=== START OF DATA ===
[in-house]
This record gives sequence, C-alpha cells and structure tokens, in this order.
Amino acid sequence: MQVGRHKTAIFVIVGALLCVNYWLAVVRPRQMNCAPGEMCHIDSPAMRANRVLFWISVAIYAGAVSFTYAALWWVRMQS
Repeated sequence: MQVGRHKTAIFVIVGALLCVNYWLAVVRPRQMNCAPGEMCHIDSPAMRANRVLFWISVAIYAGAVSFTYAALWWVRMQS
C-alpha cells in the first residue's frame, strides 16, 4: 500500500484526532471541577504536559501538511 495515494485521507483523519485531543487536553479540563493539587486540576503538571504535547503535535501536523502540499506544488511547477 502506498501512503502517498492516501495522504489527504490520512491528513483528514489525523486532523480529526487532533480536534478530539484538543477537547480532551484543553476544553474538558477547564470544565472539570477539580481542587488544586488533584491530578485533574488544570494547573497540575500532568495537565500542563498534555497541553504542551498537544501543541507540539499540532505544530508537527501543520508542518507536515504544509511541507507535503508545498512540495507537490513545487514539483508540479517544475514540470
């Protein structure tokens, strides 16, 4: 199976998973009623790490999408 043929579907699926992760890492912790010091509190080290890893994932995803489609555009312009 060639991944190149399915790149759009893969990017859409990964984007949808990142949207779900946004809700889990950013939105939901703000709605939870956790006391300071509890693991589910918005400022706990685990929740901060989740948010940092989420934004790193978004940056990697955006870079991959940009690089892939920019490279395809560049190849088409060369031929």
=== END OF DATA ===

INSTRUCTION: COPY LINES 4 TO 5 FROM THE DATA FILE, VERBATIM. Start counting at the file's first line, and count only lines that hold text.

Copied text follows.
Repeated sequence: MQVGRHKTAIFVIVGALLCVNYWLAVVRPRQMNCAPGEMCHIDSPAMRANRVLFWISVAIYAGAVSFTYAALWWVRMQS
C-alpha cells in the first residue's frame, strides 16, 4: 500500500484526532471541577504536559501538511 495515494485521507483523519485531543487536553479540563493539587486540576503538571504535547503535535501536523502540499506544488511547477 502506498501512503502517498492516501495522504489527504490520512491528513483528514489525523486532523480529526487532533480536534478530539484538543477537547480532551484543553476544553474538558477547564470544565472539570477539580481542587488544586488533584491530578485533574488544570494547573497540575500532568495537565500542563498534555497541553504542551498537544501543541507540539499540532505544530508537527501543520508542518507536515504544509511541507507535503508545498512540495507537490513545487514539483508540479517544475514540470